An analysis published in June 2014 in the Journal of Allergy and Clinical Immunology lists medications and vaccines that could contain food-derived excipients. Created by John Kelso, MD, of the division of Allergy, Asthma and Immunology at the Scripps Clinic in San Diego, the report includes a discussion about whether these medications are safe for food-allergic patients. It states, for example, that several probiotics contain milk and some have egg protein. Certain tablets and capsules contain lactose (a milk sugar). Peanut oil is listed as an ingredient in progesterone capsules. While the report provides a useful resource for patients and doctors alike, Kelso says it should not be viewed as a comprehensive list of medications to avoid.
So how do you determine if your medication is safe? Caution is essential, as is working closely with your healthcare professionals.
“People with food allergies should be aware of the potential for some medications to contain allergens. They should always discuss their allergy or sensitivity with their doctor to confirm whether they can use a certain medication or find an alternative,” says Michael Spigler, vice president of education at Food Allergy Research & Education.
Physicians, however, don’t usually have time to research the potential allergens in medications and to advise which drugs are safe. Patients may need to research that information on their own or with help from their pharmacist and relay it to their prescribing doctor. Then their doctor can write a prescription for the specific brand that’s safe and note that it cannot be substituted.
3. Check With Your Pharmacist
Communication is vital. In addition to working closely with your doctor, develop a relationship with your pharmacist.
“The pharmacist deals specifically with the medication and is the best person for screening it and adjusting as needed,” says Davis, adding that people should ask their pharmacist for package inserts—and read them carefully every time. The inserts list the inactive ingredients, a place to start digging. (Note that inactive ingredients can change without warning, even in trusted brands.)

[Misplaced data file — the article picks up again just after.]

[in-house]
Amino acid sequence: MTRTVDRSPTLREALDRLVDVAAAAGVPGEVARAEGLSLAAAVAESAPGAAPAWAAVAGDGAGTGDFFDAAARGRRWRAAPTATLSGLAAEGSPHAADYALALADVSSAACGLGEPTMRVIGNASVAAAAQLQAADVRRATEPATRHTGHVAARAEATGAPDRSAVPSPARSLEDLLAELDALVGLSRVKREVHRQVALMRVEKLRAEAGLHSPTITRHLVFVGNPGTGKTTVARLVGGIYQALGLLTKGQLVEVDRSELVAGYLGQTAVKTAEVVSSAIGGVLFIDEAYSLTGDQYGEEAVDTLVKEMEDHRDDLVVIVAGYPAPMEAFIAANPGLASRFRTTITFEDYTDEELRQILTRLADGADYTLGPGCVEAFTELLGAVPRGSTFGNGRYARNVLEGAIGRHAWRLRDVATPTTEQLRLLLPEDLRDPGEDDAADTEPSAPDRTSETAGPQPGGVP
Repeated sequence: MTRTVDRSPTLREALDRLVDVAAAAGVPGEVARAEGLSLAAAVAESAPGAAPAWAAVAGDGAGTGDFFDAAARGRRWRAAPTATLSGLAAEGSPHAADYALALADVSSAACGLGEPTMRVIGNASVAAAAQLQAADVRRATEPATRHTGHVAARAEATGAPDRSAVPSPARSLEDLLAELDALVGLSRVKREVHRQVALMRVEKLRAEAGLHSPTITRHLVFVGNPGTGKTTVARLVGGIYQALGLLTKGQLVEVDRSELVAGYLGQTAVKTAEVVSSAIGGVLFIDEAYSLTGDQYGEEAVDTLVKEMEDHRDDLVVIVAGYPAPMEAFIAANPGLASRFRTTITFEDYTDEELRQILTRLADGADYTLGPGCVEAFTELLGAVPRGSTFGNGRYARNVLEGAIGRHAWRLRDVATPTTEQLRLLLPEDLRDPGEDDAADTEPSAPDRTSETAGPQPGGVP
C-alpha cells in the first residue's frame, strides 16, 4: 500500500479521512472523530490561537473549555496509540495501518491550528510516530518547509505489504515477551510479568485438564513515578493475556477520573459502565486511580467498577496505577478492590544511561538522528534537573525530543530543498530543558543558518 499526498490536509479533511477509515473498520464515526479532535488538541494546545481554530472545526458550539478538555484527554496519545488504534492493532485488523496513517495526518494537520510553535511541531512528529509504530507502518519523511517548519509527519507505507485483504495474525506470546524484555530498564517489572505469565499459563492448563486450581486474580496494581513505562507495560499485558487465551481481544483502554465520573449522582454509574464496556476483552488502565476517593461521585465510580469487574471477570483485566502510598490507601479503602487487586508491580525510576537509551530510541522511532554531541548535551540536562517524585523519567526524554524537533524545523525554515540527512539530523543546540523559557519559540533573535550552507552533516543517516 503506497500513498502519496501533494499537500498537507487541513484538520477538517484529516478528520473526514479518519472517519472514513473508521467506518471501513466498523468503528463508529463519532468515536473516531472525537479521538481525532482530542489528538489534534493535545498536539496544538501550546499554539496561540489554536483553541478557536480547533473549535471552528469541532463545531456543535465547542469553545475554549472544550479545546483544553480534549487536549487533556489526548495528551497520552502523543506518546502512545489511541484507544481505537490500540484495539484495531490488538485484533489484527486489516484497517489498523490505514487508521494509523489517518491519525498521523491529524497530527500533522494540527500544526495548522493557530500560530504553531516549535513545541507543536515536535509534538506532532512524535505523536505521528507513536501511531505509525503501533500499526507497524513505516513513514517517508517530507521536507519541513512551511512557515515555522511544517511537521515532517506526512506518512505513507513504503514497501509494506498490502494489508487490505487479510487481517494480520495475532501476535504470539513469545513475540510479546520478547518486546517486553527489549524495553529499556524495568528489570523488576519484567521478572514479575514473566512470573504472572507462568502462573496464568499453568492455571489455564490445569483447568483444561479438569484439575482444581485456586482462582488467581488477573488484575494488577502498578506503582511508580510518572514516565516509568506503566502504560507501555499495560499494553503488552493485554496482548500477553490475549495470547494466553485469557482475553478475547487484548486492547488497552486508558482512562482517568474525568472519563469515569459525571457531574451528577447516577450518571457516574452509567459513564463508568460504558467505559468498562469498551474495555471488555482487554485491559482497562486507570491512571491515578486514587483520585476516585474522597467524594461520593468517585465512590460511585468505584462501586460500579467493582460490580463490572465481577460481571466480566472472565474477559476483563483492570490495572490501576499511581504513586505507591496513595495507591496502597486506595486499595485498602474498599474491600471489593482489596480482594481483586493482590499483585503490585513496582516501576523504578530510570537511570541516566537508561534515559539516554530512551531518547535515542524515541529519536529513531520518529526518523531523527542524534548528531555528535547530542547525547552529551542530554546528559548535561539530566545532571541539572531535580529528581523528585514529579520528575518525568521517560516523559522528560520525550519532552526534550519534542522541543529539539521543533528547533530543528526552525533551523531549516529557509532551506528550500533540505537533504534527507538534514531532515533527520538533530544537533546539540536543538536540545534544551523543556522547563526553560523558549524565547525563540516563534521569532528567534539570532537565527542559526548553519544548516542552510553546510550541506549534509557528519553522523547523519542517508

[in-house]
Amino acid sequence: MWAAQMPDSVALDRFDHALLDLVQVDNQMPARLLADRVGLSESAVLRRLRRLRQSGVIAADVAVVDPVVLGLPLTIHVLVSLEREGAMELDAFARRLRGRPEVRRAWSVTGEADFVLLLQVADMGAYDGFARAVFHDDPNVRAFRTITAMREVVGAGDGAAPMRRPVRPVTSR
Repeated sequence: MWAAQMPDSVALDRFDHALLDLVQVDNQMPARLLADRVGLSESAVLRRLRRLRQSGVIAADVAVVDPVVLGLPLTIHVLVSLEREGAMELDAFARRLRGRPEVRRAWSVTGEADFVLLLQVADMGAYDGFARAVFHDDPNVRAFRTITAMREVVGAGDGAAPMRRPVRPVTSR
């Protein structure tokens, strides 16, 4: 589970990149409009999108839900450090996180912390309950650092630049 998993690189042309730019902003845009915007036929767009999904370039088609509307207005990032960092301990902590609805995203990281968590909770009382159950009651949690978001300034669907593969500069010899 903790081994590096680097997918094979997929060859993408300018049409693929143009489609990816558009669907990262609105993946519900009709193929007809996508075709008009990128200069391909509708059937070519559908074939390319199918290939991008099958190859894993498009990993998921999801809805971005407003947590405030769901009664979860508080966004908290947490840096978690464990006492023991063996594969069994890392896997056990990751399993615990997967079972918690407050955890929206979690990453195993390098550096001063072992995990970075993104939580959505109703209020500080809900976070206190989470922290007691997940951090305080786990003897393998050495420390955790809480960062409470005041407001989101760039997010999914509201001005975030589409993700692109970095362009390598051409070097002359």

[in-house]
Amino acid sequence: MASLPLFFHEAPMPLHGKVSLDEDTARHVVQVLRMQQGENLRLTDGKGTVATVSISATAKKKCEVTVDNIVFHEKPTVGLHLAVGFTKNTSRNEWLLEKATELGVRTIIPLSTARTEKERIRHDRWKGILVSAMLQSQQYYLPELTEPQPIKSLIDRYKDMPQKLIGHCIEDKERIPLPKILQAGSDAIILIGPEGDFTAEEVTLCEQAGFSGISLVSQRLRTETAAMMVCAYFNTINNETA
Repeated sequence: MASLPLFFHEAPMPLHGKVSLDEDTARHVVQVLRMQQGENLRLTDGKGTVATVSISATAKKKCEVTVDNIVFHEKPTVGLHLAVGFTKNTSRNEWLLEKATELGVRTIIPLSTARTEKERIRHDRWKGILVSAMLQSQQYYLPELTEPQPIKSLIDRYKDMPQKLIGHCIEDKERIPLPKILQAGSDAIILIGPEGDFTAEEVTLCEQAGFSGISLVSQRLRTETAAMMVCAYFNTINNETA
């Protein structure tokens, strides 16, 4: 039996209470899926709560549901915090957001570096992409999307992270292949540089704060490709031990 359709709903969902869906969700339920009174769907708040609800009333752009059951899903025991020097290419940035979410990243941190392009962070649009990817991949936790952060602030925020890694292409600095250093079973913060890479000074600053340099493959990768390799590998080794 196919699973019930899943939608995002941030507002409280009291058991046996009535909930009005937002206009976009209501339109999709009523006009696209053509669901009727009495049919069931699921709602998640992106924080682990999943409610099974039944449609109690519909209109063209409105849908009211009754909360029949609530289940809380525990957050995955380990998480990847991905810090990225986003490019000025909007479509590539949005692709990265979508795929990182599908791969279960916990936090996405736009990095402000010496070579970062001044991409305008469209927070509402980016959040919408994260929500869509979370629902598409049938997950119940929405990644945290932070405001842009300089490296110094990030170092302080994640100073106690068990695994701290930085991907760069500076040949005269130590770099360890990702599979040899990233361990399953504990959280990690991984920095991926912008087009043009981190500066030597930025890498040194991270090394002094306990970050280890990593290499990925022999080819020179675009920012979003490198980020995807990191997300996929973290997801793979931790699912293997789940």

Certain free websites can help you and your pharmacist track down the details. DailyMed allows you to access manufacturers to see full prescribing information. Orange Book helps determine if two products are therapeutically equivalent. GlutenFreeDrugs.com, a website maintained by pharmacist Steve Plogsted of Nationwide Children’s Hospital in Columbus, Ohio, identifies which drugs should be safe for those avoiding gluten.
4. Advocate for Better Labeling “It’s important that consumers advocate for themselves,” says NFCA’s Bast.
Frustrated that she’d received the wrong information about her son’s medication, Libby Ilson took action. She drafted a petition to the White House that would require the clear labeling of food allergens in medications. The petition didn’t garner enough signatures but Ilson isn’t discouraged. She hopes to coordinate with food allergy advocates and try again.
“Legislation and regulation can provide the path for ensuring that consumers have the information they need to make healthy choices,” says NFCA’s Bast.
Pharmacist Davis has a legislative wish list: A detailed list of inactive ingredients should be required on the handouts that accompany every prescription, not just the package inserts. Inactive ingredients of all drugs should be included in all pharmacy databases. And all products that contain any of the top eight allergens, as well as corn and gelatin, should be flagged on those databases so they’re easily spotted.
Efforts are underway in the U.S. Congress to make it easier to identify gluten in drug products. The 2013 Gluten in Medicine Disclosure Act would require the clear identification of any grain or starch in medication. Bast encourages people to contact their representatives in support.
“People deserve to know what’s included in the consumable products they purchase, including their medications,” she says.